History

The Blood Tub

The Ship on Wheat Lane (once ‘Wet Lane’) in the ancient parish of Lathom is a local icon; known throughout West Lancashire as the ‘Blood Tub’ or just plain ‘The Tub’. It was first a Public House at 4 Wheat Lane, expanding into numbers 6 and 8 in the 19th century, and latterly extended further in 1993. The rather macabre ‘Blood Tub’ appellation comes with a choice of two legends - each supported by some compelling evidence!

Legend One:

As a ‘navigation’ pub for workers on the canals and nearby ‘graving dock’ and then as a watering hole for competing canal boat crews, a certain amount of fisticuffs amongst the would-be clientele was not unusual. The feisty landlady refused to serve the bloodied combatants, insisting they first clean up in a water filled half-butt outside her proud establishment. This became known as the ‘Blood Tub’, a name that ultimately was transferred onto the pub itself.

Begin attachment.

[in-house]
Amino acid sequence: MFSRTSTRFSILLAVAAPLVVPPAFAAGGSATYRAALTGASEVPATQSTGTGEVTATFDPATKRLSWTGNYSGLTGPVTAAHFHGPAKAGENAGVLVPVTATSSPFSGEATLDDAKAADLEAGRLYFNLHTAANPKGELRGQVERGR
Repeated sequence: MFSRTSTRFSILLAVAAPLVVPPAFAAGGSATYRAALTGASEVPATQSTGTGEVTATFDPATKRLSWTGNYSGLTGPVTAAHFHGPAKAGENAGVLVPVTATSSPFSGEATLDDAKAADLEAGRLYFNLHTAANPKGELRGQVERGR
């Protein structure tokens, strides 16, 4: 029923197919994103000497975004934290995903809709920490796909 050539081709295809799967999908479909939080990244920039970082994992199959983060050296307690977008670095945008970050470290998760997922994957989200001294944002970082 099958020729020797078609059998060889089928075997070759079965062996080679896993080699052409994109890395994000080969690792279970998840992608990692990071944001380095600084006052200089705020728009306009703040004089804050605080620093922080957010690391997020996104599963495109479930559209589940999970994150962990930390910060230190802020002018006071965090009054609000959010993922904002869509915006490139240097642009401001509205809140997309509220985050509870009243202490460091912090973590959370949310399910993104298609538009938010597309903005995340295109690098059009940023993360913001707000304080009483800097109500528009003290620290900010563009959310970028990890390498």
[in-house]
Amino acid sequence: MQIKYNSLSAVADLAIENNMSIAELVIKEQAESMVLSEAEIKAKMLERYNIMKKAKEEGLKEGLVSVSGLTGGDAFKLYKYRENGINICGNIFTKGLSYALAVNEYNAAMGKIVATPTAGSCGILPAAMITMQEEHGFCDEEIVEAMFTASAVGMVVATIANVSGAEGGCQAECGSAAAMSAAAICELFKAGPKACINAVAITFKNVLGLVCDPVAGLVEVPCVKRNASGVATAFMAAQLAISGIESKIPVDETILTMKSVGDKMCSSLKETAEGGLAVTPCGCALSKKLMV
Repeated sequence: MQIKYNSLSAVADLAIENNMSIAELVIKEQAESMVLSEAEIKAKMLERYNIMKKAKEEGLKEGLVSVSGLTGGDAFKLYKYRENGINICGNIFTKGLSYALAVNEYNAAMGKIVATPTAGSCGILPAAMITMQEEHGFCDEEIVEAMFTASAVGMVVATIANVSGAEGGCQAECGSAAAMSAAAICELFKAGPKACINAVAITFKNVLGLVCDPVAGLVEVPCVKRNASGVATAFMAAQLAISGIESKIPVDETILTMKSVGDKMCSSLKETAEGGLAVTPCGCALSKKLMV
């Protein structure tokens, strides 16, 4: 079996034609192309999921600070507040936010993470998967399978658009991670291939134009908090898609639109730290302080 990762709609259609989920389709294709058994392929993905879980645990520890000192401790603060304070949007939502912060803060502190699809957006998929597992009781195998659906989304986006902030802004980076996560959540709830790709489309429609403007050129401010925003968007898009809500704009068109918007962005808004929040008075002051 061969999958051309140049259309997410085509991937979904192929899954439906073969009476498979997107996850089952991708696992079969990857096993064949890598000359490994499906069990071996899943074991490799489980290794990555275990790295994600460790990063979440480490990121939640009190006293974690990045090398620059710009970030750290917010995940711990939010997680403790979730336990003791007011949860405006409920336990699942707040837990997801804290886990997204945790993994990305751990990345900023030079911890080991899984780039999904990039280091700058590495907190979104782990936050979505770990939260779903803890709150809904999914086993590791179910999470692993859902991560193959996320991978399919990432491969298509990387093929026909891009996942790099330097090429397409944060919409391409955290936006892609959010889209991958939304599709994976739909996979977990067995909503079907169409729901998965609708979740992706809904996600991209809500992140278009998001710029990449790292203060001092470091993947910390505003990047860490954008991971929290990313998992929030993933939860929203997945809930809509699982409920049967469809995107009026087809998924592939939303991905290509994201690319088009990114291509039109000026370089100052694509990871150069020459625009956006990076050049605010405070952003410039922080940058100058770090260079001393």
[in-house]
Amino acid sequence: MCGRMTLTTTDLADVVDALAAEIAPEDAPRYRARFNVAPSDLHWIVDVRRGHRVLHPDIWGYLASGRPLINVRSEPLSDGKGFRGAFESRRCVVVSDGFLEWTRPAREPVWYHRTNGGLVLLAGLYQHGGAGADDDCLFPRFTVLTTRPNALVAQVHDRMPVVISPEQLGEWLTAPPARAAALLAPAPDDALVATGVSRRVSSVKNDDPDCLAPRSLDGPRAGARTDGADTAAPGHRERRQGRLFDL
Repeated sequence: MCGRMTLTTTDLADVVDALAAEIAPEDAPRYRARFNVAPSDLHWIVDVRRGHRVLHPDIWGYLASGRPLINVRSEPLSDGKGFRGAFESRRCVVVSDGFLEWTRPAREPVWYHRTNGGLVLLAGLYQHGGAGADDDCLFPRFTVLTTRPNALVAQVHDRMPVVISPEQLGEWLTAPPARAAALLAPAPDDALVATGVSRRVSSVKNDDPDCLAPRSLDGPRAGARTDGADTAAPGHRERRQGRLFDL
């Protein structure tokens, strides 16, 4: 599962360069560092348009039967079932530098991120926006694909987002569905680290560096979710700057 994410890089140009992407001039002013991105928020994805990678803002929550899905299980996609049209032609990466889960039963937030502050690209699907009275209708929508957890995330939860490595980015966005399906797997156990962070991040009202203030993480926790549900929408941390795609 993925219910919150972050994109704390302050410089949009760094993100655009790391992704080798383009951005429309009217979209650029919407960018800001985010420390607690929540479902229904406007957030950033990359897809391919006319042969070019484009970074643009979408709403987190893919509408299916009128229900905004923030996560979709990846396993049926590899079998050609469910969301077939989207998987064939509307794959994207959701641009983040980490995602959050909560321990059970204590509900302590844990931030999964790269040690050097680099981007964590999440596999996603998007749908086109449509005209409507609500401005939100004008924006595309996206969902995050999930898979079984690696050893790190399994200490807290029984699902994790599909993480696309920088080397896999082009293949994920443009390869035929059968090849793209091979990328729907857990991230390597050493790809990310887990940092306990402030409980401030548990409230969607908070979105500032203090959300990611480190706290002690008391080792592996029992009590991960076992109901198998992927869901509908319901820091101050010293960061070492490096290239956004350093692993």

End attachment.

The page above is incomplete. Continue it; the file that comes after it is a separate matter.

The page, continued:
Legend Two:

An early landlady was a famed producer of black puddings. She sourced her ingredients, particularly pigs blood, from her farmer customers. The deals were largely barters, exchanging jugs of blood, which were emptied into a barrel, for ale; which was then carried off in the same jugs - hopefully thoroughly swilled! The barrel of blood was known as the Blood Tub, again the name being adopted for the pub.